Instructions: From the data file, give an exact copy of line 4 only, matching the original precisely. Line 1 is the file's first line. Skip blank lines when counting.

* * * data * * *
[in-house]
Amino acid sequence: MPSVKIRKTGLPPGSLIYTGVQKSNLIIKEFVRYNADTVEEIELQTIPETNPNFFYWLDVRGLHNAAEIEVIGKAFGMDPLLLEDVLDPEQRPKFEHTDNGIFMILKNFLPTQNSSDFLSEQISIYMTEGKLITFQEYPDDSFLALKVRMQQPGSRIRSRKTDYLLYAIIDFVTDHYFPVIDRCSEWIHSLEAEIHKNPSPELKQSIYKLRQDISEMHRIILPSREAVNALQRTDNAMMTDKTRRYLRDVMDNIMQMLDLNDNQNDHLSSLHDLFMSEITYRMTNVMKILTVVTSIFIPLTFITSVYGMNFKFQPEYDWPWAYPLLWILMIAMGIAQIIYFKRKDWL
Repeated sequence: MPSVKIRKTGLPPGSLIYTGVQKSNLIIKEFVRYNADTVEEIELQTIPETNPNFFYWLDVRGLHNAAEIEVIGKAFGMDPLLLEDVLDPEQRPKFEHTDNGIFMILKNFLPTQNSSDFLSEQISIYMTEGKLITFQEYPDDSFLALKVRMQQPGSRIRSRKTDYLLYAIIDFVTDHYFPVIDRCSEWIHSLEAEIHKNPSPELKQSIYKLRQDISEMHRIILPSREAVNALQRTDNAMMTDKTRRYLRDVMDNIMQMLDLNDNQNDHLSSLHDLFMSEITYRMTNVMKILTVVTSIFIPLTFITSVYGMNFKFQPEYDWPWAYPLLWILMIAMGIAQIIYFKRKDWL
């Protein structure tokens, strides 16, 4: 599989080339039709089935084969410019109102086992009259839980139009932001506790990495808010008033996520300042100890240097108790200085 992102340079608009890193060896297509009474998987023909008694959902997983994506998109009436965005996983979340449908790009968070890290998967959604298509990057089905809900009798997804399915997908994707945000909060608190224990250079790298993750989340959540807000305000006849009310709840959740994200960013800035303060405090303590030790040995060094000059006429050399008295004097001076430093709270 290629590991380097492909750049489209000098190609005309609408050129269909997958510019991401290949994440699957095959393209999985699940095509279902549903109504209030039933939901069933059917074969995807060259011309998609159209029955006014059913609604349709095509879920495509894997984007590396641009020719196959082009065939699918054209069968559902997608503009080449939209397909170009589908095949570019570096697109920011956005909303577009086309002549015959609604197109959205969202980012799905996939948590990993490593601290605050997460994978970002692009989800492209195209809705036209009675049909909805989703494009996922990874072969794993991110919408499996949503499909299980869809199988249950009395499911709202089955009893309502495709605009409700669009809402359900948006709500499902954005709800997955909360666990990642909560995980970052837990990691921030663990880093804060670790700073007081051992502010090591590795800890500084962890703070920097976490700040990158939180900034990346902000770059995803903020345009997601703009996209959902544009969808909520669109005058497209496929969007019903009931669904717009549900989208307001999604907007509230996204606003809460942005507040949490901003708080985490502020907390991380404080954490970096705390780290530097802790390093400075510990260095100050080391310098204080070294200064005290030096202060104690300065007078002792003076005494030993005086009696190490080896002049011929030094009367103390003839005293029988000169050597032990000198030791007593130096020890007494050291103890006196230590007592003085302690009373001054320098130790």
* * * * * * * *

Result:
């Protein structure tokens, strides 16, 4: 599989080339039709089935084969410019109102086992009259839980139009932001506790990495808010008033996520300042100890240097108790200085 992102340079608009890193060896297509009474998987023909008694959902997983994506998109009436965005996983979340449908790009968070890290998967959604298509990057089905809900009798997804399915997908994707945000909060608190224990250079790298993750989340959540807000305000006849009310709840959740994200960013800035303060405090303590030790040995060094000059006429050399008295004097001076430093709270 290629590991380097492909750049489209000098190609005309609408050129269909997958510019991401290949994440699957095959393209999985699940095509279902549903109504209030039933939901069933059917074969995807060259011309998609159209029955006014059913609604349709095509879920495509894997984007590396641009020719196959082009065939699918054209069968559902997608503009080449939209397909170009589908095949570019570096697109920011956005909303577009086309002549015959609604197109959205969202980012799905996939948590990993490593601290605050997460994978970002692009989800492209195209809705036209009675049909909805989703494009996922990874072969794993991110919408499996949503499909299980869809199988249950009395499911709202089955009893309502495709605009409700669009809402359900948006709500499902954005709800997955909360666990990642909560995980970052837990990691921030663990880093804060670790700073007081051992502010090591590795800890500084962890703070920097976490700040990158939180900034990346902000770059995803903020345009997601703009996209959902544009969808909520669109005058497209496929969007019903009931669904717009549900989208307001999604907007509230996204606003809460942005507040949490901003708080985490502020907390991380404080954490970096705390780290530097802790390093400075510990260095100050080391310098204080070294200064005290030096202060104690300065007078002792003076005494030993005086009696190490080896002049011929030094009367103390003839005293029988000169050597032990000198030791007593130096020890007494050291103890006196230590007592003085302690009373001054320098130790």